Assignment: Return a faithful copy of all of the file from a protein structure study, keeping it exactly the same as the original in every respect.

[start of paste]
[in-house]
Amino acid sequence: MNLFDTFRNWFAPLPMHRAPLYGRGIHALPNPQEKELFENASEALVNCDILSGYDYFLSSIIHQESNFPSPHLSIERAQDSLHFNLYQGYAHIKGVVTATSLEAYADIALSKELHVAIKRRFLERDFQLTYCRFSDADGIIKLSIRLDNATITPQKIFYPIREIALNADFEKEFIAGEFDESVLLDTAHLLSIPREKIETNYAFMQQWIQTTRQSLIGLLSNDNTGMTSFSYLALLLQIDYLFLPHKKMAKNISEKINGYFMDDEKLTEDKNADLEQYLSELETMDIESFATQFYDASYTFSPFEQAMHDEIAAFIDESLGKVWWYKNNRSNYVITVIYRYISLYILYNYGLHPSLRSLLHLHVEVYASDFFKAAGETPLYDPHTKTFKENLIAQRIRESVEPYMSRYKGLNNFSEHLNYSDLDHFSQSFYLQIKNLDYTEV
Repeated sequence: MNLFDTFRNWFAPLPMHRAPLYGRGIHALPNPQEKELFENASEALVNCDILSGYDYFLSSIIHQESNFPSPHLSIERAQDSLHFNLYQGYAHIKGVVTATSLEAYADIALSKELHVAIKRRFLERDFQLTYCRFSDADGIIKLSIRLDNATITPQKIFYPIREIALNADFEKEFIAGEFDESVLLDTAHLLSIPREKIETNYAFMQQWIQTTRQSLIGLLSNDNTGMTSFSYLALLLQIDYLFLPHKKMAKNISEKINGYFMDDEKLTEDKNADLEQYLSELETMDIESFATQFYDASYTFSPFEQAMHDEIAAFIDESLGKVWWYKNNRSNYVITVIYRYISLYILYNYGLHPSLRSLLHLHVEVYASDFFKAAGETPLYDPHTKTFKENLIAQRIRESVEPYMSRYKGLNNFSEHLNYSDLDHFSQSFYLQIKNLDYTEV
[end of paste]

[in-house]
Amino acid sequence: MNLFDTFRNWFAPLPMHRAPLYGRGIHALPNPQEKELFENASEALVNCDILSGYDYFLSSIIHQESNFPSPHLSIERAQDSLHFNLYQGYAHIKGVVTATSLEAYADIALSKELHVAIKRRFLERDFQLTYCRFSDADGIIKLSIRLDNATITPQKIFYPIREIALNADFEKEFIAGEFDESVLLDTAHLLSIPREKIETNYAFMQQWIQTTRQSLIGLLSNDNTGMTSFSYLALLLQIDYLFLPHKKMAKNISEKINGYFMDDEKLTEDKNADLEQYLSELETMDIESFATQFYDASYTFSPFEQAMHDEIAAFIDESLGKVWWYKNNRSNYVITVIYRYISLYILYNYGLHPSLRSLLHLHVEVYASDFFKAAGETPLYDPHTKTFKENLIAQRIRESVEPYMSRYKGLNNFSEHLNYSDLDHFSQSFYLQIKNLDYTEV
Repeated sequence: MNLFDTFRNWFAPLPMHRAPLYGRGIHALPNPQEKELFENASEALVNCDILSGYDYFLSSIIHQESNFPSPHLSIERAQDSLHFNLYQGYAHIKGVVTATSLEAYADIALSKELHVAIKRRFLERDFQLTYCRFSDADGIIKLSIRLDNATITPQKIFYPIREIALNADFEKEFIAGEFDESVLLDTAHLLSIPREKIETNYAFMQQWIQTTRQSLIGLLSNDNTGMTSFSYLALLLQIDYLFLPHKKMAKNISEKINGYFMDDEKLTEDKNADLEQYLSELETMDIESFATQFYDASYTFSPFEQAMHDEIAAFIDESLGKVWWYKNNRSNYVITVIYRYISLYILYNYGLHPSLRSLLHLHVEVYASDFFKAAGETPLYDPHTKTFKENLIAQRIRESVEPYMSRYKGLNNFSEHLNYSDLDHFSQSFYLQIKNLDYTEV